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'Fame' game is a reality check

Published October 05. 2009 02:55PM

With the success of "High School Musical," as well as the popularity of charter schools for the arts, including the Lehigh Valley Charter High School for the Performing Arts, Bethlehem, a remake of "Fame, based on director Alan Parker's 1980 hit film that starred Irene Cara and became a TV series, was a light bulb moment in the very marquee that opens the remake.

The new-found "Fame," while exuberant and, at times, uplifting, is a reality check. After years of "American Idol," we know success in show business isn't easy, or pretty. The story again takes place at New York City High School of Performing Arts, the "Fame" school. The latest "Fame" has several noteworthy young talents.

Naturi Naughton is the standout, and reprises the title song. Malik (Collins Pennie) is charismatic. Familiar faces lend credibility to the school staff: Bebe Neuwirth, Kelsey Grammer, Megan Mullally, Charles S. Dutton and Debbie Allen, who was in the original "Fame."

The bittersweet tone is established by director Kevin Tanchareon in his theatrical directorial debut.

The screenplay by Allison Burnett ("Resurrecting the Champ") is based on the screenplay by Christopher Gore, who won two Oscars for best score and the title song for the original movie.

Instead of warm sepia tones, or even bright, flashy colors, the art director's palette is blue-gray. The cinematography is documentary style, with grainy footage and a hand-held camera sensibility.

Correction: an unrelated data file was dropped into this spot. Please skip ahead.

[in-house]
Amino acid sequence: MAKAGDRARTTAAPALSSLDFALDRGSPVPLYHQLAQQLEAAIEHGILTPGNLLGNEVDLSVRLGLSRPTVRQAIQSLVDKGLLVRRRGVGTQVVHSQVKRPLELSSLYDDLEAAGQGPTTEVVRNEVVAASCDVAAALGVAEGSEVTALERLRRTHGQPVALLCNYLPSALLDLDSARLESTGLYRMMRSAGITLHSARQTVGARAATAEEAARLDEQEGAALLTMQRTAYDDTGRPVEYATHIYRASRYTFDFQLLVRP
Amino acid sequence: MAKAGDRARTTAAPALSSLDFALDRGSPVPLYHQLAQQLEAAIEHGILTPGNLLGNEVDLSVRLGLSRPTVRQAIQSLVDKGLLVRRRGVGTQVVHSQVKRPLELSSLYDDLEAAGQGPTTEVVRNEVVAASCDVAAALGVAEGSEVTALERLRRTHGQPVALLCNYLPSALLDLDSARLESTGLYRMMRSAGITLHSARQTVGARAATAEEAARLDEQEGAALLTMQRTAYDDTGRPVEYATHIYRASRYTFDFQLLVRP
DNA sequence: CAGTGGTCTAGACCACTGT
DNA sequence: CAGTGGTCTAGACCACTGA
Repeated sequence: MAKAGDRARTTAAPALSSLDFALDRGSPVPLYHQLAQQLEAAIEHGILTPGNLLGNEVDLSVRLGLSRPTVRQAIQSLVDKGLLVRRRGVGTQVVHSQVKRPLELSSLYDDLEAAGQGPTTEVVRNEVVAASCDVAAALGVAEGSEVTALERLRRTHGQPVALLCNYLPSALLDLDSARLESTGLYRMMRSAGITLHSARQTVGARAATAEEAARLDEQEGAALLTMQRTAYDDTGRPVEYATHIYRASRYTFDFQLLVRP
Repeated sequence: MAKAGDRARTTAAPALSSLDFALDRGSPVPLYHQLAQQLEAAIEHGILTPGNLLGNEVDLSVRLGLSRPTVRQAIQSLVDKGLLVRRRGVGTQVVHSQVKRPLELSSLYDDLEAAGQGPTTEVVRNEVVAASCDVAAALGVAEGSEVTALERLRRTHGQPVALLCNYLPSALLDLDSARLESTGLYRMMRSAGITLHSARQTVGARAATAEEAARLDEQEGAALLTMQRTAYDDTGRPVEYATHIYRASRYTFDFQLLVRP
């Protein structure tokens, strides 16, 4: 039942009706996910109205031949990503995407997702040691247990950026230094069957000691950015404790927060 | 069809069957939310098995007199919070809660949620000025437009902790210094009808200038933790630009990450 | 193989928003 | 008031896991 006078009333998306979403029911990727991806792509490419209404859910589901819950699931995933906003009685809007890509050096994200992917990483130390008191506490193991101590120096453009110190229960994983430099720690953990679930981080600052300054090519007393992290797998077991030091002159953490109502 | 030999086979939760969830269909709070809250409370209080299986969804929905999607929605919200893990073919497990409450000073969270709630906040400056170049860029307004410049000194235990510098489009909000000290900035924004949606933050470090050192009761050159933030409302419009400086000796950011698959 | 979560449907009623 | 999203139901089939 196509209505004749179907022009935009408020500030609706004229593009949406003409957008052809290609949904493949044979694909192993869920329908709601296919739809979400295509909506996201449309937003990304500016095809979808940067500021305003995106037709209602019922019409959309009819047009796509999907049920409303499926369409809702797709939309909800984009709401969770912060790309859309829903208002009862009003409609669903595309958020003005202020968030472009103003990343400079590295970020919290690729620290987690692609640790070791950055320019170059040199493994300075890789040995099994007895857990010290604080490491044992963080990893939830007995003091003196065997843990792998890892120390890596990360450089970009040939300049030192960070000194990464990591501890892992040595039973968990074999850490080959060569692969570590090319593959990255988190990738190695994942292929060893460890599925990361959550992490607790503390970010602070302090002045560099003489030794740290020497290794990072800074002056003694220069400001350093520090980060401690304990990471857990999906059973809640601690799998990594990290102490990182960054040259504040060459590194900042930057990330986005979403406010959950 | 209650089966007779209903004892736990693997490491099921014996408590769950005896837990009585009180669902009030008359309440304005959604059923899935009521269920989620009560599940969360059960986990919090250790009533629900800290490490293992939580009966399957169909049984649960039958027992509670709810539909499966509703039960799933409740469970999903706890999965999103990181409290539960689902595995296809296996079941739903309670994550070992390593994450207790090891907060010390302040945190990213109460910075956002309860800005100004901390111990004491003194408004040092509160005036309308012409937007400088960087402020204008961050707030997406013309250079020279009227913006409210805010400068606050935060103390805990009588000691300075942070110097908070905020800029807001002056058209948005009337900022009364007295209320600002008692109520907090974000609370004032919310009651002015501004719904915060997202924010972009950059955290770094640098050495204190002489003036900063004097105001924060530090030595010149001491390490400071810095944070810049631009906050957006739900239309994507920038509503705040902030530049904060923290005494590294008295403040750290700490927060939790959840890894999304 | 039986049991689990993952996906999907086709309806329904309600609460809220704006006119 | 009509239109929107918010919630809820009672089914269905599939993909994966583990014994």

Early on, there's too much cross-cutting between auditions and rehearsals. Relationships between the characters are sketchy. The muddled screenplay is again an example of too many lead characters.

The movie has entertaining music numbers: a hip-hop piece in the cafeteria, Denise singing at the piano, a theater presentation, dance studio rehearsal number and the finale.

This version of "Fame" would not be taught in a scriptwriting class at the "Fame" high school, unless as an example of what not to do.

"Fame": MPAA Rated PG (Parental Guidance Suggested. Some material may not be suitable for children) for thematic material including teen drinking, a sexual situation and language; Genre: Comedy, Drama, Family, Musical, Romance; Run time: 1 hr., 47 min. Distributed by United Artists-MGM.

Credit Readers Anonymous: "Fame" was filmed on location in New York City.

Box Office, Sept. 25, The weekend forecast again was "Cloudy with a Chance of Meatballs," No. 1, two weeks in a row with $24.6 million and $60 million; Bruce Willis in "Surrogates" opened at No. 2, with $15 million. "Fame" didn't go to most movie-goers' heads, opening at No. 3, with only $10 million. 4."The Informant!," $6.9 million, $21 million, two weeks; 5. "Tyler Perry's I Can Do Bad All By Myself," $4.7 million, $44.5 million, three weeks; 6. "Pandorum" bombed, $4.4 million, opening; 7. "Love Happens" still wasn't happening, $4.3 million, $14.7 million, two weeks; 8. Jennifer's Body" continued its slide to DVD, $3.5 million, $12.3 million, two weeks; 9. "9." $2.8 million, $27.1 million, three weeks; 10. "Inglourious Basterds," $2.7 million, $114 million, six weeks

Unreel, Oct. 2: With the documentary, "Capitalism: A Love Story," Michael Moore tries to get to the bottom of the global economic meltdown. Are writers-directors Ethan and Joel Coen kidding with "A Serious Man"? Just in time for the scary season is "Zombieland," starring Woody Harrelson, Abigail Breslin and Bill Murray (as himself). Drew Barrymore debuts as director with "Whip It,' about Texas roller-derby girls, starring Ellen Page and Kristen Wiig. "The Invention of Lying" puts Ricky Gervais behind the camera and onscreen, opposite Jennifer Garner. Honest.

Two Popcorn Boxes Out Of Five Popcorn Boxes

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